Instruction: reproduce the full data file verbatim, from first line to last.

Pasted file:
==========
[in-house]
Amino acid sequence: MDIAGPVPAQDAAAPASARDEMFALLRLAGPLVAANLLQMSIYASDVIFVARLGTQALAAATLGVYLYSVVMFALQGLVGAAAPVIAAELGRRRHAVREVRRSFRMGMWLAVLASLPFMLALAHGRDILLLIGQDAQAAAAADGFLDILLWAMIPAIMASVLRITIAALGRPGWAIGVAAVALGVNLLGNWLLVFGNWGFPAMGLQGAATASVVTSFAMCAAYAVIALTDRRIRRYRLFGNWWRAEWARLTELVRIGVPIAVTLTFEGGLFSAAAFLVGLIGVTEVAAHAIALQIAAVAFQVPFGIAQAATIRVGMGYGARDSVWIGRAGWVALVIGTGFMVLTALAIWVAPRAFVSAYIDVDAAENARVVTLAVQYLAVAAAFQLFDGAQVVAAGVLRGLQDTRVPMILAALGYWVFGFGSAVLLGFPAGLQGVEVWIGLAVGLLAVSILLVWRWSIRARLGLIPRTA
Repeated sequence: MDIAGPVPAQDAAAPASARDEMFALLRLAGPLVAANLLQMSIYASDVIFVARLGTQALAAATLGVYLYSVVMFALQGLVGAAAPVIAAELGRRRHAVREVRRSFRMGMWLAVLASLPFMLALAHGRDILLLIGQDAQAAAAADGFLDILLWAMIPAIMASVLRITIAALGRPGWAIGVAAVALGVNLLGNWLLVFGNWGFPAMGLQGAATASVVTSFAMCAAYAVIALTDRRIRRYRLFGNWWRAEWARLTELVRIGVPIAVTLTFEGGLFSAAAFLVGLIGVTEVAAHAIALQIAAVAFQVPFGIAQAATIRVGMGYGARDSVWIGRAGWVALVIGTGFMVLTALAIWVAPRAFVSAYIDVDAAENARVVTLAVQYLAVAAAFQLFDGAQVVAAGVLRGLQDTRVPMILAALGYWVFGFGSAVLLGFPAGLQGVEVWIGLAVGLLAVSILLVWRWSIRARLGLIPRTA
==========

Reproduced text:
[in-house]
Amino acid sequence: MDIAGPVPAQDAAAPASARDEMFALLRLAGPLVAANLLQMSIYASDVIFVARLGTQALAAATLGVYLYSVVMFALQGLVGAAAPVIAAELGRRRHAVREVRRSFRMGMWLAVLASLPFMLALAHGRDILLLIGQDAQAAAAADGFLDILLWAMIPAIMASVLRITIAALGRPGWAIGVAAVALGVNLLGNWLLVFGNWGFPAMGLQGAATASVVTSFAMCAAYAVIALTDRRIRRYRLFGNWWRAEWARLTELVRIGVPIAVTLTFEGGLFSAAAFLVGLIGVTEVAAHAIALQIAAVAFQVPFGIAQAATIRVGMGYGARDSVWIGRAGWVALVIGTGFMVLTALAIWVAPRAFVSAYIDVDAAENARVVTLAVQYLAVAAAFQLFDGAQVVAAGVLRGLQDTRVPMILAALGYWVFGFGSAVLLGFPAGLQGVEVWIGLAVGLLAVSILLVWRWSIRARLGLIPRTA
Repeated sequence: MDIAGPVPAQDAAAPASARDEMFALLRLAGPLVAANLLQMSIYASDVIFVARLGTQALAAATLGVYLYSVVMFALQGLVGAAAPVIAAELGRRRHAVREVRRSFRMGMWLAVLASLPFMLALAHGRDILLLIGQDAQAAAAADGFLDILLWAMIPAIMASVLRITIAALGRPGWAIGVAAVALGVNLLGNWLLVFGNWGFPAMGLQGAATASVVTSFAMCAAYAVIALTDRRIRRYRLFGNWWRAEWARLTELVRIGVPIAVTLTFEGGLFSAAAFLVGLIGVTEVAAHAIALQIAAVAFQVPFGIAQAATIRVGMGYGARDSVWIGRAGWVALVIGTGFMVLTALAIWVAPRAFVSAYIDVDAAENARVVTLAVQYLAVAAAFQLFDGAQVVAAGVLRGLQDTRVPMILAALGYWVFGFGSAVLLGFPAGLQGVEVWIGLAVGLLAVSILLVWRWSIRARLGLIPRTA